When we could tear ourselves away from these delights, we did explore Seoul. The highlight was our daylong trip to the DMZ, a place Bill Clinton called the scariest place on earth. As we rode in our tour bus north out of Seoul, we started noticing barbed wire along the Hangang river, a waterway that connected north and South Korea. It started to feel more like a war zone, especially after we got our first sight of North Korea, where our guide told us the hills had been denuded of trees since the people used the wood for heat. It looked green and hilly, kind of like South Korea, although also spooky in some way that probably had more to do with our imaginations than anything.

The trip nearly ended on the bus for me. I had decided that Seoul's heat meant I should wear a skirt. I did see that the (unexplained) dress code for a visit to the DMZ listed no sandals or open-toed shoes (not wanting the North Koreans to see our decadent pedicures?), no miniskirts, and no faded jeans. I chastised Bob for his ratty, faded jeans. Meanwhile, when the South Korean soldier got on the bus to check our passports, he spied my knees peeking out and muttered something to our tour guide. I had broken two rules: I was wearing a sleeveless top (I forgot that rule) and my skirt was too short.

"You're too sexy for the North Koreans," Bob said.

"My skirt is NOT too short!" I said and stood up to show the guide the modest length of my skirt.

"Does it cover your knees?" she asked.

This is my Seoul look, pre-DMZ bag lady. There will be no pictures of that.
Right-hand side: South Korea. Left-hand side: North Korea.
Looking toward North Korea.

"Um, no," I said. But after she walked away I tugged the waistline down so that it sat lower on my hips. This was some sexy look: black and orange New Balance sneakers, a wrinkled white skirt that now looked more like a white garbage bag, and my sleeveless top covered up by Bob's windbreaker. Bag lady visits the DMZ. Or maybe I could call it Revenge for Gangnam Style. In any event, it passed muster with the humorless South Korean soldiers, who stood like statues facing the direction of the border with elbows slightly flexed and fists balled up. Bob dared me to dash over the concrete line separating north and south, which made me wonder just how much life insurance he could collect on me.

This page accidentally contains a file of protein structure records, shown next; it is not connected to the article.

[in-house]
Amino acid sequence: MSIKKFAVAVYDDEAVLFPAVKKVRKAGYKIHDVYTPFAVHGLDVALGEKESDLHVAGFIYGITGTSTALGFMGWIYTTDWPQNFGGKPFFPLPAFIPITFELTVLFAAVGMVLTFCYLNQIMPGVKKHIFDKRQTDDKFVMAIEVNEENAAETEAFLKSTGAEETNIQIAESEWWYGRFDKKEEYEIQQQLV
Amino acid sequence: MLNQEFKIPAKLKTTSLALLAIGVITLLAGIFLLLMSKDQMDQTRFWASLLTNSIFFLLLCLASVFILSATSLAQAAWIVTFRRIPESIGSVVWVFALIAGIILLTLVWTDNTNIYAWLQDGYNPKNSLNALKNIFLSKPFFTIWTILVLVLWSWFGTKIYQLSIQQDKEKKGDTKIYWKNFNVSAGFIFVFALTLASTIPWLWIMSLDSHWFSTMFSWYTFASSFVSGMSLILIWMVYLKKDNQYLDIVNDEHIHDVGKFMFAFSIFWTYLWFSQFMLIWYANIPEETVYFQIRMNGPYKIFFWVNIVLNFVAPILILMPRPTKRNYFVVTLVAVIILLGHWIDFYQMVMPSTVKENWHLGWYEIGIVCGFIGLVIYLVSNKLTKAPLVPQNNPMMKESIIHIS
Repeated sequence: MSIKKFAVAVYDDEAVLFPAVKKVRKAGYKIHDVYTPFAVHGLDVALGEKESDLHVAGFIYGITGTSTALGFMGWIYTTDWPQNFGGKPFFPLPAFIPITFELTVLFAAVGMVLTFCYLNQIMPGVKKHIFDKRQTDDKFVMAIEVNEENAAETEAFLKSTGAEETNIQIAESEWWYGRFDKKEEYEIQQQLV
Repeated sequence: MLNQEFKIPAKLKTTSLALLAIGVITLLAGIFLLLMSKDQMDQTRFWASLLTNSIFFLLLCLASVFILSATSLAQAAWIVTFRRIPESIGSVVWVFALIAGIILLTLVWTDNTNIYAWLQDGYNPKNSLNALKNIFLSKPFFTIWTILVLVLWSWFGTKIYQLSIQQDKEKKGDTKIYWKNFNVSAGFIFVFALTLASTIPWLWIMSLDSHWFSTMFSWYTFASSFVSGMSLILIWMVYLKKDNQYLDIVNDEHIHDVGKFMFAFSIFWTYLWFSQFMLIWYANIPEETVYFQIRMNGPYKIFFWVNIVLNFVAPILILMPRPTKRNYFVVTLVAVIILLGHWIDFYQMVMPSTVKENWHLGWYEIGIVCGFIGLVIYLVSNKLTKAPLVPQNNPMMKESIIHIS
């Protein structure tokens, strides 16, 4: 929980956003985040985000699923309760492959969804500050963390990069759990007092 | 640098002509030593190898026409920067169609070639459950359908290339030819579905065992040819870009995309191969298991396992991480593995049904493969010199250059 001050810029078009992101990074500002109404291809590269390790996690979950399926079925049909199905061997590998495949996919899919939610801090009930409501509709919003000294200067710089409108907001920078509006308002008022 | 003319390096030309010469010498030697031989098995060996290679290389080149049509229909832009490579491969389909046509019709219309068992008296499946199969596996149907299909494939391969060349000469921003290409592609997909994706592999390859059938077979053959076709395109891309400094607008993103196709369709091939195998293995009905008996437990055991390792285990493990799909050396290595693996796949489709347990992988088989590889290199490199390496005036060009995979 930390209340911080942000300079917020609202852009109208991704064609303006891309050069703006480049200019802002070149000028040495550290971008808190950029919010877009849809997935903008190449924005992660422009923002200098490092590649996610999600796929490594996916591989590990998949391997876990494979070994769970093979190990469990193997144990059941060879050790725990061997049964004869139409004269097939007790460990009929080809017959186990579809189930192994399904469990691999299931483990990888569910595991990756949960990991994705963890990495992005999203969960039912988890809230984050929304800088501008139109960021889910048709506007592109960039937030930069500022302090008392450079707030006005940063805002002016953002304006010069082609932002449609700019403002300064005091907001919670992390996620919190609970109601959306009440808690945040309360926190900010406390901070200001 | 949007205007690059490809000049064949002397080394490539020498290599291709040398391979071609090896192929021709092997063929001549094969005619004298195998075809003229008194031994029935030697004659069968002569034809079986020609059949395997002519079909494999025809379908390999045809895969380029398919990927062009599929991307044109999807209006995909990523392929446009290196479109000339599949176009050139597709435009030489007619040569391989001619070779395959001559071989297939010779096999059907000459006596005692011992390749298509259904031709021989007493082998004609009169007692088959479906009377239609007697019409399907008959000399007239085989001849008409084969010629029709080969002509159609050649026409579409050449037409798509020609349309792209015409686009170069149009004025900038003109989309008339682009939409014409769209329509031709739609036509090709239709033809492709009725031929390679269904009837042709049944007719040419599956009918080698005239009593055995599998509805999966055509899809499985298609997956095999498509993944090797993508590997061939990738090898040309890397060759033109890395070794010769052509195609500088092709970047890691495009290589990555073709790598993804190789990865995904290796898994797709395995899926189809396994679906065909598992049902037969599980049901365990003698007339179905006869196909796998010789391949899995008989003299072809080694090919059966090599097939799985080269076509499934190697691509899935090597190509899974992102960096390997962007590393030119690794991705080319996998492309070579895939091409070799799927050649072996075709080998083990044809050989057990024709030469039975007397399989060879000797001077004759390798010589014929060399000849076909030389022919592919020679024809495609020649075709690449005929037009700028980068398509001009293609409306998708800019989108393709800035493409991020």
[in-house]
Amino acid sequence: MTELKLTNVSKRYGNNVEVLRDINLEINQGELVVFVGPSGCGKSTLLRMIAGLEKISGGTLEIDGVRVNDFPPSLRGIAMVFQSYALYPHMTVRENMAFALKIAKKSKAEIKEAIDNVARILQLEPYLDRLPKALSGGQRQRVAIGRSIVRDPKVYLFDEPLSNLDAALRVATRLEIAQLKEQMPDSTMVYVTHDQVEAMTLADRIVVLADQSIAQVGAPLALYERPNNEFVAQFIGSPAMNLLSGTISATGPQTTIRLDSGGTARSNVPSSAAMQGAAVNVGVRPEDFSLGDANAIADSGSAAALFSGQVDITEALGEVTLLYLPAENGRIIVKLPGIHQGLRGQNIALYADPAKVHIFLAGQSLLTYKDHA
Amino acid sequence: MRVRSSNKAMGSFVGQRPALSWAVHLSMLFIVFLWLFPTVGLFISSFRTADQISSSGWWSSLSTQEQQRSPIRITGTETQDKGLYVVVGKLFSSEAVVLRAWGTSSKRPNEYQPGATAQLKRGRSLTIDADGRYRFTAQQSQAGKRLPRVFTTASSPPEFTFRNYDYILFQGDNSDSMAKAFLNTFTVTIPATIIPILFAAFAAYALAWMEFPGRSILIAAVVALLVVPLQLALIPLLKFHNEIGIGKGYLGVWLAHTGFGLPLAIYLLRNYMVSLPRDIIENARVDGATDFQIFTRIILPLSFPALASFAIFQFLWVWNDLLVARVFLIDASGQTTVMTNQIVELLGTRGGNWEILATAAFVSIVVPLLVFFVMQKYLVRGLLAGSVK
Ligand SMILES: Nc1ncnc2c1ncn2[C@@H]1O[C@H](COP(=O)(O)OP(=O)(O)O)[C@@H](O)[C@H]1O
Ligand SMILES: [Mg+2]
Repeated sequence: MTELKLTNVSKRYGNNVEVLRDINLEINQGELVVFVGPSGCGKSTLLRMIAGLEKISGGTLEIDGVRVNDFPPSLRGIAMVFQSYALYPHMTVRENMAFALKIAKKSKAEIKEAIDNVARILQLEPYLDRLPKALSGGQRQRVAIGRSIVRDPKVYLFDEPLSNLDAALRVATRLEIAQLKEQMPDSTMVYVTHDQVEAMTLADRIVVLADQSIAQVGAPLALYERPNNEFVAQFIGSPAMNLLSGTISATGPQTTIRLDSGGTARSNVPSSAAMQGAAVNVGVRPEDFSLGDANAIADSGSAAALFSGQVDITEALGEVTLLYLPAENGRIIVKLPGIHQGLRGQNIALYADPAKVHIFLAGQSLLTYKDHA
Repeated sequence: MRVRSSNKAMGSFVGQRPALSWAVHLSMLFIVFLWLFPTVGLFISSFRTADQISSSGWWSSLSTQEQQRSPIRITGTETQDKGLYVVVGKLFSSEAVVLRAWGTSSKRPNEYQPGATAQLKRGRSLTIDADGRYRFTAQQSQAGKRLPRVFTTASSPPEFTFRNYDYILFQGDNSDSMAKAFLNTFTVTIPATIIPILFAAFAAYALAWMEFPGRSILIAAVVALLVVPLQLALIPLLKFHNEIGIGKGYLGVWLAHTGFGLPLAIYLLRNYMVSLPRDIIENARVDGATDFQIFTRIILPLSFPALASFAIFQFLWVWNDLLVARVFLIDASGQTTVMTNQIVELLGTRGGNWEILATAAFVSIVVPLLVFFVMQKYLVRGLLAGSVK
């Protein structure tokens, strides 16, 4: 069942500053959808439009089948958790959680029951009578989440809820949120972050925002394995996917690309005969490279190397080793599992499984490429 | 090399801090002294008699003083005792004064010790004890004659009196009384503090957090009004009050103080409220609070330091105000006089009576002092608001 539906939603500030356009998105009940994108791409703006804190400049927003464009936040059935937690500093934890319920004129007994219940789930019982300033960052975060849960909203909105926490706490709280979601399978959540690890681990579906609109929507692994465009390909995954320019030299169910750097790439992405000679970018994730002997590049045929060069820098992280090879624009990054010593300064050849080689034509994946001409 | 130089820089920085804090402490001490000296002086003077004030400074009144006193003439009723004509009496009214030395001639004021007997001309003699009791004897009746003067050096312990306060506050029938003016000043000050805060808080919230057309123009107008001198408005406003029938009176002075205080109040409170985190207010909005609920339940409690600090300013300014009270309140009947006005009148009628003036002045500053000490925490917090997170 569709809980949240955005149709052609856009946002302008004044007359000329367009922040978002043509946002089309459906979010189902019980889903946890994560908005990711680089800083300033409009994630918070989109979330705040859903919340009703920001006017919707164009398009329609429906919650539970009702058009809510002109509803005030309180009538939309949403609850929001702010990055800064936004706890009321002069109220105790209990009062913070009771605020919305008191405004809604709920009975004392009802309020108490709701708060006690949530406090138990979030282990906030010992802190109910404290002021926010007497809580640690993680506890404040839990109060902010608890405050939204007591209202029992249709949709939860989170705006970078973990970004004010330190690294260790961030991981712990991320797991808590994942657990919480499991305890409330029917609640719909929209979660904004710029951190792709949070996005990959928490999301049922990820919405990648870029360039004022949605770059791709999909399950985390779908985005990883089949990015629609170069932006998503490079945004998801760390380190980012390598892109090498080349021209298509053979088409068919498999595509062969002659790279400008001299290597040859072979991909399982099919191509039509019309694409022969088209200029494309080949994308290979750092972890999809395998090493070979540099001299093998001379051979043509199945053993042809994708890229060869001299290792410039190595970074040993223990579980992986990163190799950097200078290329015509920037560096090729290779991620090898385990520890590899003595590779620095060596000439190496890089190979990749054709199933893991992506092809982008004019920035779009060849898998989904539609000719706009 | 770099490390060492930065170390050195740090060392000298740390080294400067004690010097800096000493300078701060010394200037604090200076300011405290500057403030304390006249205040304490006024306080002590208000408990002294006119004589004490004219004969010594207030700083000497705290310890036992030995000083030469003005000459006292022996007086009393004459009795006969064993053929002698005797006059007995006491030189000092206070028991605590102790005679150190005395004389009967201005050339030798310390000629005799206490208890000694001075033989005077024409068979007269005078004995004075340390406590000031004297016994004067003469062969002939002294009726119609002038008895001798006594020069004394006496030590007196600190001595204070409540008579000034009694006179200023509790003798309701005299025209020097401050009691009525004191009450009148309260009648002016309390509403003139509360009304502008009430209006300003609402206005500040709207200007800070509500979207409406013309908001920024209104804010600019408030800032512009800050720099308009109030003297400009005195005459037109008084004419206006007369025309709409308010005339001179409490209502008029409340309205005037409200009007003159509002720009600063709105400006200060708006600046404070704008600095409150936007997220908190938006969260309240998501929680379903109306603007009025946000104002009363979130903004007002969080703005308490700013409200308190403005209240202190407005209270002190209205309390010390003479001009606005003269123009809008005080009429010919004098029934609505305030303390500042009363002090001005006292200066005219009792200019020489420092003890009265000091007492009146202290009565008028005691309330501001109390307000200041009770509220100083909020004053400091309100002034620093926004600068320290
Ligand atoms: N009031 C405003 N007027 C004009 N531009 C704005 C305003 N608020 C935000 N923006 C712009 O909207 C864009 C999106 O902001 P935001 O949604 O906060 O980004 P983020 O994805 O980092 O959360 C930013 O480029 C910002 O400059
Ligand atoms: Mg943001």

We were able to go into a building that straddled the line, and technically walk into North Korea, but the moment seemed anticlimactic after the Skirt Incident.

And that was that. The day before, we had another quasi-encounter with North Koreans on the flight from Beijing to Seoul. I noticed that the flight seemed to have an unusual number of short-haired young women wearing white blouses, and I kept mistaking them for flight attendants. But as we got off the flight, we noticed a line of security guards meeting us as we got off the plane, and then another mob of police at baggage claim. Suddenly I saw that all the young women had donned black blazers with some kind of pin. I couldn't get close enough to see what kind of pin. When we exited the baggage claim area, there was a giant scrum of cameras.

"Who is it?" I asked a security guy at a desk.

"North Koreans!" he said in an excited whisper. "Football!"

We found out it was the North Korean women's national soccer team.

Guards wait for the North Korean women's soccer team to file out to their bus.

I tried to imagine what it must have been like for them to arrive at Incheon airport, one of the most modern airports in the world, and drive past the giant phallic rocket model lit up in pink and purple in the summer night, and then to see (if only from their bus) a city that was wealthy, orderly, friendly, and quiet, the evenings disturbed only by fiesty rallies from Falung Gang protesters or demonstrations of Tai Kwan Do, and billboards with pictures of Chanel, movie stars, and Outback Steakhouse.

I'm a westerner living in Beijing, and I couldn't believe how excited I was to order Dunkin Donuts coffee. These girls probably didn't get a chance to try a green tea frappacino, but I like to think they were not that far away from that variety of capitalistic decadence either.

Monday, July 8, 2013

Genghis Khan-ing That Place

We didn't imagine that we'd be like Genghis Khan in Inner Mongolia, casting destruction and havoc everywhere. But we did hope to conquer, at least, the modern-day equivalent of looting and pillaging: descending on the town of Xiwuqi -- a couple of hours from the not-so-big town of Xilinhot -- for the Genghis Khan Grasslands Extreme Marathon.

Let's just say we came, we saw, we were conquered.